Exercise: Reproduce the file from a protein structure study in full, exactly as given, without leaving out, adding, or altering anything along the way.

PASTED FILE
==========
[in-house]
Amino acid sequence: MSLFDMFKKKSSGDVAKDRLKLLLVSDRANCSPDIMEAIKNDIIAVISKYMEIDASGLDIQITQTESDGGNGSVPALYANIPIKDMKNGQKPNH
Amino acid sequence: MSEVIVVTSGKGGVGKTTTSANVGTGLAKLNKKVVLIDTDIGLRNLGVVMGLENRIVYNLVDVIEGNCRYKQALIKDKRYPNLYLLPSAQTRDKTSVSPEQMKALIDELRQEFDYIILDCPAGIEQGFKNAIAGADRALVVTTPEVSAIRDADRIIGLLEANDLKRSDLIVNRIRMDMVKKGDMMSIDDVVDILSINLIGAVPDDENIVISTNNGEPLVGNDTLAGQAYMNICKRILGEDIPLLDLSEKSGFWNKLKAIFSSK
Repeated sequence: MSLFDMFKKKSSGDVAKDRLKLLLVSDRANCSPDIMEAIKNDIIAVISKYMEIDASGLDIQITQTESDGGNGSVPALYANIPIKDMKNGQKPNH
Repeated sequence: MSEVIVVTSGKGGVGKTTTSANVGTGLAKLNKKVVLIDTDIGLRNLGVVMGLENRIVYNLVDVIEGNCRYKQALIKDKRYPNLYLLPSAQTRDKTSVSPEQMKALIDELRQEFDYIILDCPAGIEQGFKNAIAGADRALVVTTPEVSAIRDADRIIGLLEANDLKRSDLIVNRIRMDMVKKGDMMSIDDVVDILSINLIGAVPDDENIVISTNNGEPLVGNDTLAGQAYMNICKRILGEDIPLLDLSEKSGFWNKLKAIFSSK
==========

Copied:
[in-house]
Amino acid sequence: MSLFDMFKKKSSGDVAKDRLKLLLVSDRANCSPDIMEAIKNDIIAVISKYMEIDASGLDIQITQTESDGGNGSVPALYANIPIKDMKNGQKPNH
Amino acid sequence: MSEVIVVTSGKGGVGKTTTSANVGTGLAKLNKKVVLIDTDIGLRNLGVVMGLENRIVYNLVDVIEGNCRYKQALIKDKRYPNLYLLPSAQTRDKTSVSPEQMKALIDELRQEFDYIILDCPAGIEQGFKNAIAGADRALVVTTPEVSAIRDADRIIGLLEANDLKRSDLIVNRIRMDMVKKGDMMSIDDVVDILSINLIGAVPDDENIVISTNNGEPLVGNDTLAGQAYMNICKRILGEDIPLLDLSEKSGFWNKLKAIFSSK
Repeated sequence: MSLFDMFKKKSSGDVAKDRLKLLLVSDRANCSPDIMEAIKNDIIAVISKYMEIDASGLDIQITQTESDGGNGSVPALYANIPIKDMKNGQKPNH
Repeated sequence: MSEVIVVTSGKGGVGKTTTSANVGTGLAKLNKKVVLIDTDIGLRNLGVVMGLENRIVYNLVDVIEGNCRYKQALIKDKRYPNLYLLPSAQTRDKTSVSPEQMKALIDELRQEFDYIILDCPAGIEQGFKNAIAGADRALVVTTPEVSAIRDADRIIGLLEANDLKRSDLIVNRIRMDMVKKGDMMSIDDVVDILSINLIGAVPDDENIVISTNNGEPLVGNDTLAGQAYMNICKRILGEDIPLLDLSEKSGFWNKLKAIFSSK